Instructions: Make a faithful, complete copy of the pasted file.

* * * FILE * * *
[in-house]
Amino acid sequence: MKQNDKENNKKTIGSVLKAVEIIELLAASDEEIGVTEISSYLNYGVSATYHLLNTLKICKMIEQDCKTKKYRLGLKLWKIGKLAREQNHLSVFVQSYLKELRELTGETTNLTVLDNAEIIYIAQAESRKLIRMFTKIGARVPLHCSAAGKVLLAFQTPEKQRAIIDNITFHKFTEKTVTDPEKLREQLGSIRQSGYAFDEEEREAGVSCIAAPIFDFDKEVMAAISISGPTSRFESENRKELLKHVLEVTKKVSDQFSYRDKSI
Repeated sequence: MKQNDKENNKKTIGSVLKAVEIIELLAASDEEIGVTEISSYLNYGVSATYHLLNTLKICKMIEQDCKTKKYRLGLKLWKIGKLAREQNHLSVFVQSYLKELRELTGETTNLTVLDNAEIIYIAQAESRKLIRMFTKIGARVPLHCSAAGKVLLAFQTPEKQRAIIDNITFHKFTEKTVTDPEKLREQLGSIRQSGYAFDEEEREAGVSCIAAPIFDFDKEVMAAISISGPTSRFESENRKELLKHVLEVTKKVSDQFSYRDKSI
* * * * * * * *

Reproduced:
[in-house]
Amino acid sequence: MKQNDKENNKKTIGSVLKAVEIIELLAASDEEIGVTEISSYLNYGVSATYHLLNTLKICKMIEQDCKTKKYRLGLKLWKIGKLAREQNHLSVFVQSYLKELRELTGETTNLTVLDNAEIIYIAQAESRKLIRMFTKIGARVPLHCSAAGKVLLAFQTPEKQRAIIDNITFHKFTEKTVTDPEKLREQLGSIRQSGYAFDEEEREAGVSCIAAPIFDFDKEVMAAISISGPTSRFESENRKELLKHVLEVTKKVSDQFSYRDKSI
Repeated sequence: MKQNDKENNKKTIGSVLKAVEIIELLAASDEEIGVTEISSYLNYGVSATYHLLNTLKICKMIEQDCKTKKYRLGLKLWKIGKLAREQNHLSVFVQSYLKELRELTGETTNLTVLDNAEIIYIAQAESRKLIRMFTKIGARVPLHCSAAGKVLLAFQTPEKQRAIIDNITFHKFTEKTVTDPEKLREQLGSIRQSGYAFDEEEREAGVSCIAAPIFDFDKEVMAAISISGPTSRFESENRKELLKHVLEVTKKVSDQFSYRDKSI